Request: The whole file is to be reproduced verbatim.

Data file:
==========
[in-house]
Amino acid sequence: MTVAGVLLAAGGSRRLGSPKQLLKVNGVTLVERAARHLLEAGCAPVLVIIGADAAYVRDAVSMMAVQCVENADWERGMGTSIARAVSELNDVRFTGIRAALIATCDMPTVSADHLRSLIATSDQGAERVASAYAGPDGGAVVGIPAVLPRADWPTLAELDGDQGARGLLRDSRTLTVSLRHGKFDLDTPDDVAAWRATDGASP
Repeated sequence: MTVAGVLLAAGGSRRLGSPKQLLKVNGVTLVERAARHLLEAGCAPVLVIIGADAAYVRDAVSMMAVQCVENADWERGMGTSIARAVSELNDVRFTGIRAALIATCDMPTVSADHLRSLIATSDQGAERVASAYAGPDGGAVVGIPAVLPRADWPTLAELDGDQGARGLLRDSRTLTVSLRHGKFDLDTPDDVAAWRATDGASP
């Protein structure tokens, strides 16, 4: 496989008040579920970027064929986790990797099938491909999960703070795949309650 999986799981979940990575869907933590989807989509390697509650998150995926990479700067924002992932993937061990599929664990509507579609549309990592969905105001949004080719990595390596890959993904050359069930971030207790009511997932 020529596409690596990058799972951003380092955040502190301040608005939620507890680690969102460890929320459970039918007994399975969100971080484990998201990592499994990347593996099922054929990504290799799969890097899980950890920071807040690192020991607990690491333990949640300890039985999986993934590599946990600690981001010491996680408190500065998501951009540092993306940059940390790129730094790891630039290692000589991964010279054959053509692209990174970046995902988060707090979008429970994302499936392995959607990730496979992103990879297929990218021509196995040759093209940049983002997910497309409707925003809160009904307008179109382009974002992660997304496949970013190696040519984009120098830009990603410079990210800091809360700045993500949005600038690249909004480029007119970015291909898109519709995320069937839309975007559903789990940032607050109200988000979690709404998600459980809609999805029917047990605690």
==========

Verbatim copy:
[in-house]
Amino acid sequence: MTVAGVLLAAGGSRRLGSPKQLLKVNGVTLVERAARHLLEAGCAPVLVIIGADAAYVRDAVSMMAVQCVENADWERGMGTSIARAVSELNDVRFTGIRAALIATCDMPTVSADHLRSLIATSDQGAERVASAYAGPDGGAVVGIPAVLPRADWPTLAELDGDQGARGLLRDSRTLTVSLRHGKFDLDTPDDVAAWRATDGASP
Repeated sequence: MTVAGVLLAAGGSRRLGSPKQLLKVNGVTLVERAARHLLEAGCAPVLVIIGADAAYVRDAVSMMAVQCVENADWERGMGTSIARAVSELNDVRFTGIRAALIATCDMPTVSADHLRSLIATSDQGAERVASAYAGPDGGAVVGIPAVLPRADWPTLAELDGDQGARGLLRDSRTLTVSLRHGKFDLDTPDDVAAWRATDGASP
């Protein structure tokens, strides 16, 4: 496989008040579920970027064929986790990797099938491909999960703070795949309650 999986799981979940990575869907933590989807989509390697509650998150995926990479700067924002992932993937061990599929664990509507579609549309990592969905105001949004080719990595390596890959993904050359069930971030207790009511997932 020529596409690596990058799972951003380092955040502190301040608005939620507890680690969102460890929320459970039918007994399975969100971080484990998201990592499994990347593996099922054929990504290799799969890097899980950890920071807040690192020991607990690491333990949640300890039985999986993934590599946990600690981001010491996680408190500065998501951009540092993306940059940390790129730094790891630039290692000589991964010279054959053509692209990174970046995902988060707090979008429970994302499936392995959607990730496979992103990879297929990218021509196995040759093209940049983002997910497309409707925003809160009904307008179109382009974002992660997304496949970013190696040519984009120098830009990603410079990210800091809360700045993500949005600038690249909004480029007119970015291909898109519709995320069937839309975007559903789990940032607050109200988000979690709404998600459980809609999805029917047990605690």